The harvest of spiny lobster off the Florida Keys has never been better, but the price fishermen are being paid is down significantly so far because the Asian market has yet to take off this season.
The season started earlier this month with trap fishermen catching near record number of lobster, fishermen said. A trap will produce about 10 pounds of lobsters on average over the course of an eight-month season, with the bulk being harvested in the first couple of months. So far this year, fishermen have been harvesting as much as five pounds a week, commercial fishermen Gary Nichols and George Niles said.
“It has been good as it’s ever been,” Niles said. “I don’t think we will see the prices we have seen in years past. But one bad hurricane could change all that.” However, prices are yet to take off. About 80 percent of spiny lobsters from the Keys are shipped to China and other Asian markets, Niles said. “It doesn’t help that this is a bit of a luxury item and China’s stock market has dropped by 17 percent,” Niles said. “Our guy has shipped a few this week, so it is starting to pick up.”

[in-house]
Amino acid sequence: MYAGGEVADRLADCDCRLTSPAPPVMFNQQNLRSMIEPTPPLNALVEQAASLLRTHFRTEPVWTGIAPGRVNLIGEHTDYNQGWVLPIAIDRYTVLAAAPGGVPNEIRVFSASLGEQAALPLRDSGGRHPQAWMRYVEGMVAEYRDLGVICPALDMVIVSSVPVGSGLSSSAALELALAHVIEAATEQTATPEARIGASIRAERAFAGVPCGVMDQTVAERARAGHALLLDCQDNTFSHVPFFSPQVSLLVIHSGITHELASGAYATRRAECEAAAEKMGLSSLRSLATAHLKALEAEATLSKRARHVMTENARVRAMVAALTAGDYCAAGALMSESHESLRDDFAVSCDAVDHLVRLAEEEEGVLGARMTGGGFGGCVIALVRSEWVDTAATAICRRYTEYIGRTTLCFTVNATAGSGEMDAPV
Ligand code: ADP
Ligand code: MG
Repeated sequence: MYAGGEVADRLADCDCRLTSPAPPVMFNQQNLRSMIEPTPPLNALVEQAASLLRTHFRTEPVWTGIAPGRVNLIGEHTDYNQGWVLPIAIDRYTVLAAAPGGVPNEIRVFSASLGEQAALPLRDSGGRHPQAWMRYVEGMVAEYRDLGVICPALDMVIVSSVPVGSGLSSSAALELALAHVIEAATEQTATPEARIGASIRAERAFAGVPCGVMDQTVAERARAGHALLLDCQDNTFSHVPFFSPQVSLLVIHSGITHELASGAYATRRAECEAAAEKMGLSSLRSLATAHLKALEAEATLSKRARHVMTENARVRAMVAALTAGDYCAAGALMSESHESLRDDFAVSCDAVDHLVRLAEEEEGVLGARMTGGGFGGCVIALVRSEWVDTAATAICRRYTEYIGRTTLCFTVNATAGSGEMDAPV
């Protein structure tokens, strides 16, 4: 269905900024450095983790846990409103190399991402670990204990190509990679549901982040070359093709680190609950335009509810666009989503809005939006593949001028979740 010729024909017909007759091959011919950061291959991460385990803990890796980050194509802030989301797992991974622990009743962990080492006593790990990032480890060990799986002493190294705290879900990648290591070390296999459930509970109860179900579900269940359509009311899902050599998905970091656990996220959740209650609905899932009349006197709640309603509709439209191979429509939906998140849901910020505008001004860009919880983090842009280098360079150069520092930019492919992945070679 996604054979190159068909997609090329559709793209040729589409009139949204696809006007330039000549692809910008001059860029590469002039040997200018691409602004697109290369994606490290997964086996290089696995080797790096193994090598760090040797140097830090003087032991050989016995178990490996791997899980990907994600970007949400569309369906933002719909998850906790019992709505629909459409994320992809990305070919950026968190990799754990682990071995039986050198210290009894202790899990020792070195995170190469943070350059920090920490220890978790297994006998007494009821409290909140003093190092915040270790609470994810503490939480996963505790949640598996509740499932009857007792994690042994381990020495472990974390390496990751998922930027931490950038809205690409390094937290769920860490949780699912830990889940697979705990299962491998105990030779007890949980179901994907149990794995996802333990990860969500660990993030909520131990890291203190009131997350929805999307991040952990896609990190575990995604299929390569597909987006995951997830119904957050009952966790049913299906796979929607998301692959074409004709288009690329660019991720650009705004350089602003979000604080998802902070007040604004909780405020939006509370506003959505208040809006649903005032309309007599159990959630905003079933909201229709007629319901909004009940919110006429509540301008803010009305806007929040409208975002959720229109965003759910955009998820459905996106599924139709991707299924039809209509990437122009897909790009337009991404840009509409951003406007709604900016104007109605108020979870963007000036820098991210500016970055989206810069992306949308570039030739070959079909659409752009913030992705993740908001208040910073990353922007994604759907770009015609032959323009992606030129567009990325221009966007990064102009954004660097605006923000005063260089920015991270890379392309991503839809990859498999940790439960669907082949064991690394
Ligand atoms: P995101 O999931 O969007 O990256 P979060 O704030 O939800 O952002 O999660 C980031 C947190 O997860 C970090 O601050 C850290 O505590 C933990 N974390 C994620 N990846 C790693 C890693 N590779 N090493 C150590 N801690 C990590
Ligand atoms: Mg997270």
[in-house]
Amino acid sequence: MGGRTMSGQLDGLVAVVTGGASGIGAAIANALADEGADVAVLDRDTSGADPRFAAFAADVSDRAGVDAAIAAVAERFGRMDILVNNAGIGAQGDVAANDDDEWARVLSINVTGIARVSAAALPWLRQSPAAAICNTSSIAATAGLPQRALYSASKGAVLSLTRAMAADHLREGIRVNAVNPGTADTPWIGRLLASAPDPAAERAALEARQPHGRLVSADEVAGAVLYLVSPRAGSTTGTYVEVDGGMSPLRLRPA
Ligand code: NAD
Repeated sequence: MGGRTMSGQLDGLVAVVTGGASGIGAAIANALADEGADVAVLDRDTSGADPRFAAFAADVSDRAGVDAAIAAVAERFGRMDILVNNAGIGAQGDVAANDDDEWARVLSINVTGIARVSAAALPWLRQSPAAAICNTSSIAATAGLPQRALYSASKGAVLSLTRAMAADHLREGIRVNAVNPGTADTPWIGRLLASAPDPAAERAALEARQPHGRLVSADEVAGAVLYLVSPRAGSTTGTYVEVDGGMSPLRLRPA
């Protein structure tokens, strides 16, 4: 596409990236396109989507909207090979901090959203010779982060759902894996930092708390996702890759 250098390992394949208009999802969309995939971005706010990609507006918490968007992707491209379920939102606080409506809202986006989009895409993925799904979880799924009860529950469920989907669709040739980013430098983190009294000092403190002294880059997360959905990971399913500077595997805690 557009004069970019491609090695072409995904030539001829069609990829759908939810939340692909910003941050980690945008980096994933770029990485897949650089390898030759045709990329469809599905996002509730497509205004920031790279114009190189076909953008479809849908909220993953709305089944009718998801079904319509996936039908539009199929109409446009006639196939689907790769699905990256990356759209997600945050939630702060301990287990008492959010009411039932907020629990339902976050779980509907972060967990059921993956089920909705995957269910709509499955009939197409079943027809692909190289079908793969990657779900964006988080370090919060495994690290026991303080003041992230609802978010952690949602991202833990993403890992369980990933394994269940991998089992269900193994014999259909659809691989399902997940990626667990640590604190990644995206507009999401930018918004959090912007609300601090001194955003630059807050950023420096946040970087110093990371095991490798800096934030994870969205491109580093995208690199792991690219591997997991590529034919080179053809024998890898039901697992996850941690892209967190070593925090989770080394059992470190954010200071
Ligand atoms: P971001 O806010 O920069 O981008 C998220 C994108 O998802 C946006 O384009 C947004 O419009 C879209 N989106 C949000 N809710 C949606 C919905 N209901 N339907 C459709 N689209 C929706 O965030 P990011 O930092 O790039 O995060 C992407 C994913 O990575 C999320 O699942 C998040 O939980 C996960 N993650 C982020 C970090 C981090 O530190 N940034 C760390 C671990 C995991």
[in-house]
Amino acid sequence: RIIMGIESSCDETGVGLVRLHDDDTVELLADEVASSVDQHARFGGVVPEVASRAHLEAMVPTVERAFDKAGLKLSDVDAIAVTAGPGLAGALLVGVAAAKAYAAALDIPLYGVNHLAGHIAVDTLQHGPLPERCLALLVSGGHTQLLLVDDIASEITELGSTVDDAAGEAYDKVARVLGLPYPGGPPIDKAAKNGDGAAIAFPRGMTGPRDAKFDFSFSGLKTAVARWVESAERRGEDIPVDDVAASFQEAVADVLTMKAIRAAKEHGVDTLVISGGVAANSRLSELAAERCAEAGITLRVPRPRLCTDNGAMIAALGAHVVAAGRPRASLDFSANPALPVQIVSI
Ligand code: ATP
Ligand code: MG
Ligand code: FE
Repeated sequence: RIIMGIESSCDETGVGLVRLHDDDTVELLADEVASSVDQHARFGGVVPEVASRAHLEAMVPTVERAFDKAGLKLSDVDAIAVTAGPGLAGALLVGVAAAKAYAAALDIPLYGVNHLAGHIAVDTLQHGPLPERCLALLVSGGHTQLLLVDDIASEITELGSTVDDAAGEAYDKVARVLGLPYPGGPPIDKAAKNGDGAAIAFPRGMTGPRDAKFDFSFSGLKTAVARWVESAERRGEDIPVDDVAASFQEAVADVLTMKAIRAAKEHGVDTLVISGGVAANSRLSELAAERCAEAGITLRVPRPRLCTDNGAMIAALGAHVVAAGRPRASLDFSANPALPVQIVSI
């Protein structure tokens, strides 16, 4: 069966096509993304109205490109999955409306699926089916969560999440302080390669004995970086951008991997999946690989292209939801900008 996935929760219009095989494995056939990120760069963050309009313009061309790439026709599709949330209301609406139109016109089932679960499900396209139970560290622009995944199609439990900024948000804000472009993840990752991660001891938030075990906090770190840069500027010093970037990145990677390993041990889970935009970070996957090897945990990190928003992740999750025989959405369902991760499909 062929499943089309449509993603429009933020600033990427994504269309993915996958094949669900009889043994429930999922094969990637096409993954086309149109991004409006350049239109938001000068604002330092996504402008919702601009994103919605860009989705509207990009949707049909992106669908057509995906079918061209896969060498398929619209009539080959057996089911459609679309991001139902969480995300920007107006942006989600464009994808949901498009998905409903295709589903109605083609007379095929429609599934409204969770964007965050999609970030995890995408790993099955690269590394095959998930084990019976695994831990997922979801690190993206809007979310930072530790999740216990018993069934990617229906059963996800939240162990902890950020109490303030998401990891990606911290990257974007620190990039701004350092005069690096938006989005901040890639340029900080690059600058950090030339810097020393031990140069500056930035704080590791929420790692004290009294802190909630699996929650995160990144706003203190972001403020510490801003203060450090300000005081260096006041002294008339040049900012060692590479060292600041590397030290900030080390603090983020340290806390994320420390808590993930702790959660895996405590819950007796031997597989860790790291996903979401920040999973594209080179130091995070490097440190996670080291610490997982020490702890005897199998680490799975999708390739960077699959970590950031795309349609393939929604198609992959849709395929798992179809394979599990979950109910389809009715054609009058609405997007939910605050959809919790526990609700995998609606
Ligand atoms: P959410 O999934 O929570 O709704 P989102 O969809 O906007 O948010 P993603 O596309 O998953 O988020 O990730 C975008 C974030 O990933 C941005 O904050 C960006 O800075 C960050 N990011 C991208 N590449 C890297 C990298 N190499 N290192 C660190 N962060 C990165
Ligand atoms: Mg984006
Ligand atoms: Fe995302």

Historically, August is a slow month for shipping whole lobster to China and the rest of Asia. In China, August is considered the “ghost month,” when there are no major festivals or celebrations in which the Chinese people would party and consume luxury high-dollar foods such as lobster. Many fishermen have not pulled all of their traps because they are waiting for foreign markets to improve, Nichols said.
In addition, the Chinese economy and stock market has been struggling and it could have an impact on the Keys lobster industry. Some Chinese buyers have gone out of business and one lost $200,000, Nichols said. “There has yet to be a Chinese market,” Nichols said. Starting in 2010, Keys fishermen began outfitting their vessels with state-of-the-art live wells to hold live lobster and then shipping them to the China and other parts of Asia, which require the lobsters whole and live.
In 2009, the spiny lobster market crashed with fishermen selling lobsters for as low as $3 a pound. In 2010, the Asian market became hot and the prices increased to more than $10 and now fishermen can receive as much as $19 a pound for live lobster depending on certain times of the year.